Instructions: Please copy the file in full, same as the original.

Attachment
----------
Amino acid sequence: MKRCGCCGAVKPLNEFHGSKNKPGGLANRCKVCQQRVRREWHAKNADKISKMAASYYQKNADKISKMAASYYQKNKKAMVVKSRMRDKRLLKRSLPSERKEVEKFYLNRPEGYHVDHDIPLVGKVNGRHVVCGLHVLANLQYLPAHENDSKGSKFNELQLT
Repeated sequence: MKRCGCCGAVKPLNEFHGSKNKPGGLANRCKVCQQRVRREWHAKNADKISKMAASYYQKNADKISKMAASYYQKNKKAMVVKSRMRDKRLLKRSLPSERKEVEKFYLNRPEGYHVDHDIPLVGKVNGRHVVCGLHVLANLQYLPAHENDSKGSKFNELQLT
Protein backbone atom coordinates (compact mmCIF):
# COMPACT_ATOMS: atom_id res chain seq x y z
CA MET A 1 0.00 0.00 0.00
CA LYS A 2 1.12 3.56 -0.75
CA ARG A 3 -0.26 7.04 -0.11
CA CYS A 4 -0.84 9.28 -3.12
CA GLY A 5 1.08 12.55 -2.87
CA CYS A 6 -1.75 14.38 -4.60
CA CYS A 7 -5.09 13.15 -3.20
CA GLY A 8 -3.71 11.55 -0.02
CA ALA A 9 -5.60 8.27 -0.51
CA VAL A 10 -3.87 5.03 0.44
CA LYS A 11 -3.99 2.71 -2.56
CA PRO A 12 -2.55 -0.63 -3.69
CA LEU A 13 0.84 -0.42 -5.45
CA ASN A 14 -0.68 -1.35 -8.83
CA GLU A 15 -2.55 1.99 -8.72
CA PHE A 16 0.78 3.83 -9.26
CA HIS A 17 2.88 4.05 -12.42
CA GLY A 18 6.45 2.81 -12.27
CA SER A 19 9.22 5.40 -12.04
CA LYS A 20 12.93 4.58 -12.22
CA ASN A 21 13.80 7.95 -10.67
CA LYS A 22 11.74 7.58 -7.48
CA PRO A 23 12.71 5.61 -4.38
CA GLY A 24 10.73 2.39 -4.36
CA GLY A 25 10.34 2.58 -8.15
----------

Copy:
Amino acid sequence: MKRCGCCGAVKPLNEFHGSKNKPGGLANRCKVCQQRVRREWHAKNADKISKMAASYYQKNADKISKMAASYYQKNKKAMVVKSRMRDKRLLKRSLPSERKEVEKFYLNRPEGYHVDHDIPLVGKVNGRHVVCGLHVLANLQYLPAHENDSKGSKFNELQLT
Repeated sequence: MKRCGCCGAVKPLNEFHGSKNKPGGLANRCKVCQQRVRREWHAKNADKISKMAASYYQKNADKISKMAASYYQKNKKAMVVKSRMRDKRLLKRSLPSERKEVEKFYLNRPEGYHVDHDIPLVGKVNGRHVVCGLHVLANLQYLPAHENDSKGSKFNELQLT
Protein backbone atom coordinates (compact mmCIF):
# COMPACT_ATOMS: atom_id res chain seq x y z
CA MET A 1 0.00 0.00 0.00
CA LYS A 2 1.12 3.56 -0.75
CA ARG A 3 -0.26 7.04 -0.11
CA CYS A 4 -0.84 9.28 -3.12
CA GLY A 5 1.08 12.55 -2.87
CA CYS A 6 -1.75 14.38 -4.60
CA CYS A 7 -5.09 13.15 -3.20
CA GLY A 8 -3.71 11.55 -0.02
CA ALA A 9 -5.60 8.27 -0.51
CA VAL A 10 -3.87 5.03 0.44
CA LYS A 11 -3.99 2.71 -2.56
CA PRO A 12 -2.55 -0.63 -3.69
CA LEU A 13 0.84 -0.42 -5.45
CA ASN A 14 -0.68 -1.35 -8.83
CA GLU A 15 -2.55 1.99 -8.72
CA PHE A 16 0.78 3.83 -9.26
CA HIS A 17 2.88 4.05 -12.42
CA GLY A 18 6.45 2.81 -12.27
CA SER A 19 9.22 5.40 -12.04
CA LYS A 20 12.93 4.58 -12.22
CA ASN A 21 13.80 7.95 -10.67
CA LYS A 22 11.74 7.58 -7.48
CA PRO A 23 12.71 5.61 -4.38
CA GLY A 24 10.73 2.39 -4.36
CA GLY A 25 10.34 2.58 -8.15